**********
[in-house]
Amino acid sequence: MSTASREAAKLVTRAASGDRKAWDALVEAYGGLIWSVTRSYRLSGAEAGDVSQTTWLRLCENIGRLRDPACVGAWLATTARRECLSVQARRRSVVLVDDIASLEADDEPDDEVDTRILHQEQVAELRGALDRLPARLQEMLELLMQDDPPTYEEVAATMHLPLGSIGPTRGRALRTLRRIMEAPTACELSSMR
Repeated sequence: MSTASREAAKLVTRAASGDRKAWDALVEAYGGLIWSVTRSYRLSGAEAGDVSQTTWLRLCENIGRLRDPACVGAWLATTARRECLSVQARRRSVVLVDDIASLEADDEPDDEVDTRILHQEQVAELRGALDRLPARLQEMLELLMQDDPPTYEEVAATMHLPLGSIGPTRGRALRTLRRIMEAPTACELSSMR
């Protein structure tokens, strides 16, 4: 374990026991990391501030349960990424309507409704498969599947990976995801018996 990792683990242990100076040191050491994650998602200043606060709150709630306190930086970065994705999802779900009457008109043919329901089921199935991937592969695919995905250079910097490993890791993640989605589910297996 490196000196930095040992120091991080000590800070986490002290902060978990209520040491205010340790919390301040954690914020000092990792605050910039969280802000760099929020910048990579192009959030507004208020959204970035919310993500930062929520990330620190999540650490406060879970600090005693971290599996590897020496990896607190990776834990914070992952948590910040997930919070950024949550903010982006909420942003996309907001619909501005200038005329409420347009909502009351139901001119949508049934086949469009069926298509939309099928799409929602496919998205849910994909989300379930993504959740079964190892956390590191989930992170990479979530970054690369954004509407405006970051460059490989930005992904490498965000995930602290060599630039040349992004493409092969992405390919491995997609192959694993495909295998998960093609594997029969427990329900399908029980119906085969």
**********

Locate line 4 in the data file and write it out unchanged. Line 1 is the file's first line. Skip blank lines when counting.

């Protein structure tokens, strides 16, 4: 374990026991990391501030349960990424309507409704498969599947990976995801018996 990792683990242990100076040191050491994650998602200043606060709150709630306190930086970065994705999802779900009457008109043919329901089921199935991937592969695919995905250079910097490993890791993640989605589910297996 490196000196930095040992120091991080000590800070986490002290902060978990209520040491205010340790919390301040954690914020000092990792605050910039969280802000760099929020910048990579192009959030507004208020959204970035919310993500930062929520990330620190999540650490406060879970600090005693971290599996590897020496990896607190990776834990914070992952948590910040997930919070950024949550903010982006909420942003996309907001619909501005200038005329409420347009909502009351139901001119949508049934086949469009069926298509939309099928799409929602496919998205849910994909989300379930993504959740079964190892956390590191989930992170990479979530970054690369954004509407405006970051460059490989930005992904490498965000995930602290060599630039040349992004493409092969992405390919491995997609192959694993495909295998998960093609594997029969427990329900399908029980119906085969």